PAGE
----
June 6, 2016

30+ wooded acres adjacent to Indy’s Lacywood Estate protected forever

Conservation easement ensures property on city’s northwest side won’t be developed

The wooded grounds surrounding the famous Lacywood Estate in Indianapolis will be protected from development forever thanks to a conservation easement signed by the property’s owner, Debra Potts, and the Central Indiana Land Trust.

A total of 31.5 acres will be protected on the northwestern Marion County property known by many as the grounds for Lacywood, a 1930s estate built by the Lacy family that hosted generations of Indianapolis leaders and well-to-do citizens. The West 79th Street property’s high-quality forest includes trees from a time before the area was settled along with a younger forest of about 80 years.

Ms. Potts, who donated the conservation easement, had protection in mind when she purchased the property. “This place found me, I like to think. A lovely home and a chunk of nature and wildness to protect: I couldn’t be happier.”

Because the property will remain in private ownership, it will not be open to the public. However, the public will benefit in other ways, said Central Indiana Land Trust Executive Director Cliff Chapman.

“This will ensure that an area of greenspace remains to support local wildlife and preserve trees that harken pre-settlement Indiana,” Chapman said. “This will benefit nearby landowners as well as those who simply pass through the area.”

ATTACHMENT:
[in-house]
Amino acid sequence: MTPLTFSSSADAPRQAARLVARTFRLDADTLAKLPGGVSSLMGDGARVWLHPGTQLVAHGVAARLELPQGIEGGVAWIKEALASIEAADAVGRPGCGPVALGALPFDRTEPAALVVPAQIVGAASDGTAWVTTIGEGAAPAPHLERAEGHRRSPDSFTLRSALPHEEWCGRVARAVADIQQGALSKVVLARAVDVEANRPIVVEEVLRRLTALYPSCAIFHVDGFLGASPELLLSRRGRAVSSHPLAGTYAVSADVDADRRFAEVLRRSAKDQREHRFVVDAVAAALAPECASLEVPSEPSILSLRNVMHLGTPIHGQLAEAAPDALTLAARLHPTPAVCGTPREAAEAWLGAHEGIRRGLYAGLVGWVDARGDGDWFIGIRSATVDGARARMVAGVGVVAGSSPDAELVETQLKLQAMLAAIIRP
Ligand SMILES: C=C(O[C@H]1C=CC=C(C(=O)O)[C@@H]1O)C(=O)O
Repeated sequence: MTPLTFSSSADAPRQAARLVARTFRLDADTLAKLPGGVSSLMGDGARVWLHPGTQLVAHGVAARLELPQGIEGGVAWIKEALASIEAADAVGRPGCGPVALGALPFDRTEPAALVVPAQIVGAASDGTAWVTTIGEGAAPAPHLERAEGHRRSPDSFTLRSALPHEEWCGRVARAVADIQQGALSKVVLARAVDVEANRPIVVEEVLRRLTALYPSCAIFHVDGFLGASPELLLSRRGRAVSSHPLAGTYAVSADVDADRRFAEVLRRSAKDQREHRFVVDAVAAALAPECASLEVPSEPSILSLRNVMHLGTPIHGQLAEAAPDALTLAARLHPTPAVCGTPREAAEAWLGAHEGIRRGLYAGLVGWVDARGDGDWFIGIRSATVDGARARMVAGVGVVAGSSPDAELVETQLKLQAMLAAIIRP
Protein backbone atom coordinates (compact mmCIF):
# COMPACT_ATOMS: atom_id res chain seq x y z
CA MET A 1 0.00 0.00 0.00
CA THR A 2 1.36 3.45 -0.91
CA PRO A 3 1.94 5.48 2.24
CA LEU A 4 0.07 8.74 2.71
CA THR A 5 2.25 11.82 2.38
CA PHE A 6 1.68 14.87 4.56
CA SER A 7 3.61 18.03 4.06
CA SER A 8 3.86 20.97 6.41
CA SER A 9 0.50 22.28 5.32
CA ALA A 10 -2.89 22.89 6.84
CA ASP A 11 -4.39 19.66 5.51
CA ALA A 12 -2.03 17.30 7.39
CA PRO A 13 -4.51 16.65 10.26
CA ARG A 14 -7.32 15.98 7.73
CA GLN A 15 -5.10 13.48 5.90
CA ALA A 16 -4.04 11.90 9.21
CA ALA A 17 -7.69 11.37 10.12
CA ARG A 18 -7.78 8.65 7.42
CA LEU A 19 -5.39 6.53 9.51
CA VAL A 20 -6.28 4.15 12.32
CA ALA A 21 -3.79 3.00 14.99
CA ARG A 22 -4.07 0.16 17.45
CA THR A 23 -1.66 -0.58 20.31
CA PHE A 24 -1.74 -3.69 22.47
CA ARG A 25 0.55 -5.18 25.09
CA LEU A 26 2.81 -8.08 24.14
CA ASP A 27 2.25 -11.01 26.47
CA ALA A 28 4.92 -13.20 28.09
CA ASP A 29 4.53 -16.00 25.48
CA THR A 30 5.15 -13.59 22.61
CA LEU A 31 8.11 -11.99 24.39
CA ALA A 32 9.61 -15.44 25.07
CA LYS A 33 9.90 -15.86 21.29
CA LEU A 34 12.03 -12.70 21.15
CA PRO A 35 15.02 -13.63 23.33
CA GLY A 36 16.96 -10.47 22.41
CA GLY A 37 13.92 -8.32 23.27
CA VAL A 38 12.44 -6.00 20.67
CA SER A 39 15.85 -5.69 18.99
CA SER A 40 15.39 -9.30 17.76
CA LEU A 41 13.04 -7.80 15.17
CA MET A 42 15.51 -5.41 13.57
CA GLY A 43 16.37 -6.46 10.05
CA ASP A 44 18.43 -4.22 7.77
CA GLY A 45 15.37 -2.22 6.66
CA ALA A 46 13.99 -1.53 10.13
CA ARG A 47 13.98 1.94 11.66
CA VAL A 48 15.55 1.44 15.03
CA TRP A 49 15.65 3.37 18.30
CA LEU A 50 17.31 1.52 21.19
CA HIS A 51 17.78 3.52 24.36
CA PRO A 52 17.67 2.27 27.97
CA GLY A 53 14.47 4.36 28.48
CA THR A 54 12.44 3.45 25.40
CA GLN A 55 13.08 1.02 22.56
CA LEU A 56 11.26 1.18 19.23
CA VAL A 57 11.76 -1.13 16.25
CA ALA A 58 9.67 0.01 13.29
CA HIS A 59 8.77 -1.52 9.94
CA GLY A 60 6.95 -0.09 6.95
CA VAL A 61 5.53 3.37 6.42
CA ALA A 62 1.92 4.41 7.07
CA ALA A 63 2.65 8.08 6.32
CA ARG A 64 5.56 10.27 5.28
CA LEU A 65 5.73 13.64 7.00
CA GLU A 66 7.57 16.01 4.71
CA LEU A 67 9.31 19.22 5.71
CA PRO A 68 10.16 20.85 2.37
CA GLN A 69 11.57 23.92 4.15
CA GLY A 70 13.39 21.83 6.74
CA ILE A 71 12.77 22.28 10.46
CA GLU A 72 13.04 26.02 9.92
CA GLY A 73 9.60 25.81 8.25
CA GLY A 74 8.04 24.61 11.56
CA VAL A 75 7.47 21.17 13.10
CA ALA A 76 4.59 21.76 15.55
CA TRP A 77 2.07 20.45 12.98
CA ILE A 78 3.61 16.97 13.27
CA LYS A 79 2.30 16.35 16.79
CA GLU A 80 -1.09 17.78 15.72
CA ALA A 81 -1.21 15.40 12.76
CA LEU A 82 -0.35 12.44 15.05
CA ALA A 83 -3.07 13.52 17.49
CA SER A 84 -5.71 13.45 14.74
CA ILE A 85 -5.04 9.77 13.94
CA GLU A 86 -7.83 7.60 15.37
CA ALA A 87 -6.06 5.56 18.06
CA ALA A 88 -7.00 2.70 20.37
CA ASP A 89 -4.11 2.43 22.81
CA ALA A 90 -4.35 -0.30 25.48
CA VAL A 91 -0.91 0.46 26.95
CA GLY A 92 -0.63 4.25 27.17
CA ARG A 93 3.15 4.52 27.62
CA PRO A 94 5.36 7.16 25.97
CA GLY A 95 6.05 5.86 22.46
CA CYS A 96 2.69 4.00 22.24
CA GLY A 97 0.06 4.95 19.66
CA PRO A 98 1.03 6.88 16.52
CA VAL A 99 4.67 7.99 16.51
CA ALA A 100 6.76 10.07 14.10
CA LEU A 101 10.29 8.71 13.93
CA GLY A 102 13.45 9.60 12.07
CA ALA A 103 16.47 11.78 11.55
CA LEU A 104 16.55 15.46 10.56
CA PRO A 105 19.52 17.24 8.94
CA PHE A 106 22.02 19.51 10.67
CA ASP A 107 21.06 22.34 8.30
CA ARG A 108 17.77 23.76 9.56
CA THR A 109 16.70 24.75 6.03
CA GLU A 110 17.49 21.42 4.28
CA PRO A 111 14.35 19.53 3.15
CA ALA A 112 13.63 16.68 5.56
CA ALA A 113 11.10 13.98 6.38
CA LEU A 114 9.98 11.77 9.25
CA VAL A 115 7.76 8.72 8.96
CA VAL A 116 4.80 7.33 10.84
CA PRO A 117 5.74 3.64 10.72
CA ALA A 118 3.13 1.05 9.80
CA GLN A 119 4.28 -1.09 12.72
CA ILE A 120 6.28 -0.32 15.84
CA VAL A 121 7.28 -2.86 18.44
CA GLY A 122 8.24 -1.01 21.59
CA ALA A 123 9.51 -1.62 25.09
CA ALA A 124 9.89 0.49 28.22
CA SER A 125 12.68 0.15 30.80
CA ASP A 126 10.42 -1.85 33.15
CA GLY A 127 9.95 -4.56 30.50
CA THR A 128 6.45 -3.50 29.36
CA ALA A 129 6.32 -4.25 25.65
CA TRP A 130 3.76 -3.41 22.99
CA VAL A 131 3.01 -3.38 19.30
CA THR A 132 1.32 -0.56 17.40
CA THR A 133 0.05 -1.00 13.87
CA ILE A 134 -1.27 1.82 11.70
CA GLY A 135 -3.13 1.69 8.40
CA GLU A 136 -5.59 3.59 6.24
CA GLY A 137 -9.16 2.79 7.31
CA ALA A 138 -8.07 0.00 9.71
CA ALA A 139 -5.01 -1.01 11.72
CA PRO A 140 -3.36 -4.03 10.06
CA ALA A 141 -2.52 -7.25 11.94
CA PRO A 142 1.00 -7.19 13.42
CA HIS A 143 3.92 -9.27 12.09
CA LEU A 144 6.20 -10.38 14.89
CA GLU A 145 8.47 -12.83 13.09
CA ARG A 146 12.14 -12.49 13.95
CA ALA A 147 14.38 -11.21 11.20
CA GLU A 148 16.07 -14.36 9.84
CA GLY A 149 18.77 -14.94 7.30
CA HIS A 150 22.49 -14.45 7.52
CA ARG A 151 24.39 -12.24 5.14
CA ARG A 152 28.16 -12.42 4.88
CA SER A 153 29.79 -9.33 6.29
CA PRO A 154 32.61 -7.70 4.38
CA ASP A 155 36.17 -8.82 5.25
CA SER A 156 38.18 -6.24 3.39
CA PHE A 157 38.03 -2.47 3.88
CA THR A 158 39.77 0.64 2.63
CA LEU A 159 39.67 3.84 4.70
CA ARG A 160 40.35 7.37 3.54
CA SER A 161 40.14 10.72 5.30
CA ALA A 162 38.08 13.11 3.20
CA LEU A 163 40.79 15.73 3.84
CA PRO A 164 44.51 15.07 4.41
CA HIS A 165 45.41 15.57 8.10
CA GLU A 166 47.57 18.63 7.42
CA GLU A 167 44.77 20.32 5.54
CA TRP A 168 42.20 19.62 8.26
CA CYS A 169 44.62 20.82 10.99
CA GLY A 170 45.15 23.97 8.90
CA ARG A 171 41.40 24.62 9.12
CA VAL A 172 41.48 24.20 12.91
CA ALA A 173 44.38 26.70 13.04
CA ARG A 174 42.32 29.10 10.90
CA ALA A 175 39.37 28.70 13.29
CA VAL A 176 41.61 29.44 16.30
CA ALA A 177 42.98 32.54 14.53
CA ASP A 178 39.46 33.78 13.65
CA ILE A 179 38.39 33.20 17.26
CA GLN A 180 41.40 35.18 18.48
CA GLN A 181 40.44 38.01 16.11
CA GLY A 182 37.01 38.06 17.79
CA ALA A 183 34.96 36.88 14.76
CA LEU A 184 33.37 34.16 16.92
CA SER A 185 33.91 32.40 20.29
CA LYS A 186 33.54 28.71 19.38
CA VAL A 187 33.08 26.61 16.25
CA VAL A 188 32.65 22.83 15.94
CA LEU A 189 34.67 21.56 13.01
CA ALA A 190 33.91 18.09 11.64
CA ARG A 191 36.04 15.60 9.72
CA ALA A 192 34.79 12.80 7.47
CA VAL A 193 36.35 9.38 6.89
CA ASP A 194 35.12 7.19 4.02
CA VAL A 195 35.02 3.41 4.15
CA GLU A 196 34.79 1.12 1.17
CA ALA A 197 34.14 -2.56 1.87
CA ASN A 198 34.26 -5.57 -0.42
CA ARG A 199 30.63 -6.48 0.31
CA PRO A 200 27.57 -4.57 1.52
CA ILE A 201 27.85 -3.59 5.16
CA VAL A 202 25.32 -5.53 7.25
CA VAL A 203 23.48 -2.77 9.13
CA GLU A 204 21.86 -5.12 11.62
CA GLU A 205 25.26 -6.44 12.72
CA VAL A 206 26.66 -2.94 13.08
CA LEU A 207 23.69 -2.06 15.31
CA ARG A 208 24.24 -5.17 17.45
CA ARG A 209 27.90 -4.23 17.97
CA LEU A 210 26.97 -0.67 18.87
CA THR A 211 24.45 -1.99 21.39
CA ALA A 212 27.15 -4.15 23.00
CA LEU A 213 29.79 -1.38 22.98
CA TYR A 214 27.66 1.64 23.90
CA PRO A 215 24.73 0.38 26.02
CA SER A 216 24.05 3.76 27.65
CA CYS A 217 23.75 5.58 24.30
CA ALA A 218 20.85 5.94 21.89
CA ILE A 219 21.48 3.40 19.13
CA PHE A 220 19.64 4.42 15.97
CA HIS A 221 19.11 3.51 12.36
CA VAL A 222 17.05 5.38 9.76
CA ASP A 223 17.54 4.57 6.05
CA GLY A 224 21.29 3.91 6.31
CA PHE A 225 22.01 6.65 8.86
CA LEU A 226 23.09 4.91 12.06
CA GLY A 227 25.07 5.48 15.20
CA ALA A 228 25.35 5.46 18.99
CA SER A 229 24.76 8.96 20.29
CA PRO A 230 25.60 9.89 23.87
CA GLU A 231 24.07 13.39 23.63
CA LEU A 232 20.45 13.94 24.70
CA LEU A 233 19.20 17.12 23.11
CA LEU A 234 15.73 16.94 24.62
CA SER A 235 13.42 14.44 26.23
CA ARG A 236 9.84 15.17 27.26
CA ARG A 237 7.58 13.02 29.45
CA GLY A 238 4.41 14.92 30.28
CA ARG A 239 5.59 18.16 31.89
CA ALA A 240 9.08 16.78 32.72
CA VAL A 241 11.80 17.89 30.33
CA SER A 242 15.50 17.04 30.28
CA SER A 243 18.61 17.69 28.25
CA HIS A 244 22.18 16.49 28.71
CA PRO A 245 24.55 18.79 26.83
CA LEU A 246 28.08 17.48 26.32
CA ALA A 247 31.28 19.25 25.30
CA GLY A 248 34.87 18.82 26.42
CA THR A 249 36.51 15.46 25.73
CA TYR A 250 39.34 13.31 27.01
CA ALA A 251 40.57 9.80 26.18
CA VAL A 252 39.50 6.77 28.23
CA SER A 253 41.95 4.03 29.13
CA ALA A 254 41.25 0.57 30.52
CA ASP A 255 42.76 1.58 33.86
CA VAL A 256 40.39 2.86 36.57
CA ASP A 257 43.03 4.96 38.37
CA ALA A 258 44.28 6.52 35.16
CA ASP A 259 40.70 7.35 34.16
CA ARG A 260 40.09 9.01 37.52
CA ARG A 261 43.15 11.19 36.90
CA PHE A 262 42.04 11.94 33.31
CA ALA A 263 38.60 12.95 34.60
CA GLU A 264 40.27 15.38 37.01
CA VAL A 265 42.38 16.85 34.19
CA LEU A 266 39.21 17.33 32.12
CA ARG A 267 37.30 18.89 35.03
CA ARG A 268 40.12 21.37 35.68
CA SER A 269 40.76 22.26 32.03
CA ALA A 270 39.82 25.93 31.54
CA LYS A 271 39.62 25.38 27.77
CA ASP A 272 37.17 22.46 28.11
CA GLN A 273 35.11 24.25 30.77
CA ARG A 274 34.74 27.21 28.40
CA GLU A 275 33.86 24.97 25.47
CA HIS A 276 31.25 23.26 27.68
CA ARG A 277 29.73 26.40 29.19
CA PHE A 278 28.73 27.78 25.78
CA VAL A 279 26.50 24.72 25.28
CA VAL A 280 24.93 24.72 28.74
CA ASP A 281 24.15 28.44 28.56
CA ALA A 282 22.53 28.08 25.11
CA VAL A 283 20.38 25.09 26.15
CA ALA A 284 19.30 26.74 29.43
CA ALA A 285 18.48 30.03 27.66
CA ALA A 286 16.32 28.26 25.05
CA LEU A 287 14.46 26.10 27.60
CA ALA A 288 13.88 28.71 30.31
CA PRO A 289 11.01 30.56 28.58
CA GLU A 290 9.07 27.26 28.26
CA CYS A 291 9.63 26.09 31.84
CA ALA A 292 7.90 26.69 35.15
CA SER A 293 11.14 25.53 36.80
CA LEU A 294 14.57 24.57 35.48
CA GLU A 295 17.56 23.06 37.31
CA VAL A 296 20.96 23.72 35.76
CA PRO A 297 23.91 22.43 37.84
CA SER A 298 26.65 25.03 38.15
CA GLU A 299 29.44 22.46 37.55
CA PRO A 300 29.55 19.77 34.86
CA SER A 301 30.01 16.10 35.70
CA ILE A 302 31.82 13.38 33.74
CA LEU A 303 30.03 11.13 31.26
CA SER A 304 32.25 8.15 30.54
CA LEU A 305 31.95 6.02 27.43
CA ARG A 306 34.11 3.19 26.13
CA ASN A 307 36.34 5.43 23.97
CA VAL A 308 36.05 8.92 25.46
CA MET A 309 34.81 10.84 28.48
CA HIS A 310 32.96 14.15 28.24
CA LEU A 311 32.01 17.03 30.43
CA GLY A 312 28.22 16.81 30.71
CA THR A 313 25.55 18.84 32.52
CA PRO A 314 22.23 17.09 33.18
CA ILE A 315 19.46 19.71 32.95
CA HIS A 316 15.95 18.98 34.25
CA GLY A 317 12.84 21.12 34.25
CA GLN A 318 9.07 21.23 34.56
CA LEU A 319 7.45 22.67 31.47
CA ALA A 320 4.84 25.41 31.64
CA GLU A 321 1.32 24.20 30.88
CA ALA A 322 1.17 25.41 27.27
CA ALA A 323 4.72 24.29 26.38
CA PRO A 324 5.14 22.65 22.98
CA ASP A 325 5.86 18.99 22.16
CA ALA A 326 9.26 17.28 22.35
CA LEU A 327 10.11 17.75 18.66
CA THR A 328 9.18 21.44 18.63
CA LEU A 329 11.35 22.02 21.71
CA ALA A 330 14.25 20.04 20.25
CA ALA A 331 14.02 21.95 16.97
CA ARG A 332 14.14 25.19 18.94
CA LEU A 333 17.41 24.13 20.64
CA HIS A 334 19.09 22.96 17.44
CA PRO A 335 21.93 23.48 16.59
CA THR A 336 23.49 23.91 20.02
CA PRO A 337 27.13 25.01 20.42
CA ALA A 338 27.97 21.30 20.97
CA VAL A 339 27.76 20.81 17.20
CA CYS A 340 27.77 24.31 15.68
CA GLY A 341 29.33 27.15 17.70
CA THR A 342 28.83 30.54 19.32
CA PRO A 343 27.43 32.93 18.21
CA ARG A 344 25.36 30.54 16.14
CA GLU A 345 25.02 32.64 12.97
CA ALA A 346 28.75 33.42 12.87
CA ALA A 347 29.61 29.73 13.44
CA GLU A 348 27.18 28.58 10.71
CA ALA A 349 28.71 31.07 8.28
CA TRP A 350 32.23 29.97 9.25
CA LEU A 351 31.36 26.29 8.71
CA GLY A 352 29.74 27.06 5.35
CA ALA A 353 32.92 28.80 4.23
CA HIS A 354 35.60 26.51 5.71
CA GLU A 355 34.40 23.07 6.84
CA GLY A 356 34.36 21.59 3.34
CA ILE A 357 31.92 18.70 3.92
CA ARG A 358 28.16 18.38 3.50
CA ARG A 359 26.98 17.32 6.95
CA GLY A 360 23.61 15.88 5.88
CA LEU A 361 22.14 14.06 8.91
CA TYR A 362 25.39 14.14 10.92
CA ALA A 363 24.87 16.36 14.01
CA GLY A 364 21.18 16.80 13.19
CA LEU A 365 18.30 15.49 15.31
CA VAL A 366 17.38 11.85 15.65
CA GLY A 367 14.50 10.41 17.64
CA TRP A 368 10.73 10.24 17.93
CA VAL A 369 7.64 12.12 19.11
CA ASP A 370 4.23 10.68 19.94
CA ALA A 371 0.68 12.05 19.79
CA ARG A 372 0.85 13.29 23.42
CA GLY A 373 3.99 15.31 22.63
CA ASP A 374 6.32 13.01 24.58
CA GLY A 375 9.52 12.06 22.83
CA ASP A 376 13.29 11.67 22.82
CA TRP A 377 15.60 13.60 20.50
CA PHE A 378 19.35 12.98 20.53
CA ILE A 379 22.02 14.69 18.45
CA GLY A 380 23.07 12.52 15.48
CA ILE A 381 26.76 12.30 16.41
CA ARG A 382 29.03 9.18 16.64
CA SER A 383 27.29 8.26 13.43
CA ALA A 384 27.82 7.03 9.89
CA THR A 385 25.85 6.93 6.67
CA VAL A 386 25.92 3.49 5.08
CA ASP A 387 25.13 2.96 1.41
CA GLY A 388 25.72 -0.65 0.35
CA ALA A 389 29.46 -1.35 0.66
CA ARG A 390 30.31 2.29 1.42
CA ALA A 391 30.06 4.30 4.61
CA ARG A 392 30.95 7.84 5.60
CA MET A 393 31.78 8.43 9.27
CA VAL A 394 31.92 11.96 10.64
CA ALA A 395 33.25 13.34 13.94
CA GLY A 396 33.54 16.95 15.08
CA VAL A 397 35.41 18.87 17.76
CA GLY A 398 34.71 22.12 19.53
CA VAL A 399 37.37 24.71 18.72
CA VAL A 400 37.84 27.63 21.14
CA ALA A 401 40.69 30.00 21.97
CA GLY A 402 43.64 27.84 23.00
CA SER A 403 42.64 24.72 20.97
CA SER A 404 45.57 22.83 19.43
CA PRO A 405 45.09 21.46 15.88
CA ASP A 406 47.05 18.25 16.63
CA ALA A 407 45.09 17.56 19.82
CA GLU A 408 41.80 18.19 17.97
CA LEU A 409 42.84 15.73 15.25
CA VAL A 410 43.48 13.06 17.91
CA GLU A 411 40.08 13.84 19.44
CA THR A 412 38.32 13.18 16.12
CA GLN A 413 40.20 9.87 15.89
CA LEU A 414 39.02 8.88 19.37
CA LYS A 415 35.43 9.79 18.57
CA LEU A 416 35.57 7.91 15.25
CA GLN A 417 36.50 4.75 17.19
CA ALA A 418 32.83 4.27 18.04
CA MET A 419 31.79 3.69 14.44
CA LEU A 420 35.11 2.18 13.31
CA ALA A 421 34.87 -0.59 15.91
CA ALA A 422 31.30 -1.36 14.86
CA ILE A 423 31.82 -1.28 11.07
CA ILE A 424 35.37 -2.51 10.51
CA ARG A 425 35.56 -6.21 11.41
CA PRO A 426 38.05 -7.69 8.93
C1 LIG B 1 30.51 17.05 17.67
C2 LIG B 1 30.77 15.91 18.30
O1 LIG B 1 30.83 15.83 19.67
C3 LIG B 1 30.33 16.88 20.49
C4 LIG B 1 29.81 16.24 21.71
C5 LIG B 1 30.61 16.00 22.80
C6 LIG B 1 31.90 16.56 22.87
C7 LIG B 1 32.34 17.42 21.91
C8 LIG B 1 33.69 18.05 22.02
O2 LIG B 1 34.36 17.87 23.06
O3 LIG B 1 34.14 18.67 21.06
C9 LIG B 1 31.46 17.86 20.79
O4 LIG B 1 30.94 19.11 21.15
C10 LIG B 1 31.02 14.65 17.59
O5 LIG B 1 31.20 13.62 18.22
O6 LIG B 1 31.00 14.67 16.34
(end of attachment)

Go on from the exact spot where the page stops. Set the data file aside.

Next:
Conservation easements are legal agreements between landowners and land trusts that place specific land-use restrictions on a property according to the landowner’s desires. Those restrictions are attached to the title of the property, so they remain in place even if the property is sold to new owners. This means landowners can derive financial benefits from the property – enjoying it themselves, continuing to use it as a working property or even selling it – so long as they use the property in ways consistent with the conditions of the conservation easement. Conservation easements also deliver certain tax benefits to landowners.

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Media contact: Jen Thomas, JTPR, jen@jtprinc.com, 317-441-2487

Conservation easement preserves 88 acres in Marion, Johnson counties

March 7, 2016

Conservation easement preserves 88 acres in Marion, Johnson counties

Greenspace, wooded bluffs to retain character in perpetuity

Eighty-eight acres of green and wooded land in Marion and Johnson counties have been protected from development forever thanks to a conservation easement signed by the property’s owner and the Central Indiana Land Trust this week.

The property, which is located near the corner of Baker and Maze roads, is a working horse farm called Hide A Way. It has rolling fields, a high-quality stream and wooded bluffs featuring ancient oak trees. The terms of the conservation easement allow the property to stay in private ownership but retain its current character, even if sold. The Central Indiana Land Trust will monitor the property to ensure that the terms of the agreement are honored.

Because the property will remain in private ownership, it will not be open to the public. However, the public will benefit in other ways, said Central Indiana Land Trust Executive Director Cliff Chapman.

“By setting aside this property forever, we not only retain a slice of what defines Central Indiana’s landscape, but we also protect wildlife habitat, help to preserve water quality and keep the land in its traditional use,” Chapman said. “Everyone benefits from this as it will remain an open, beautiful area.”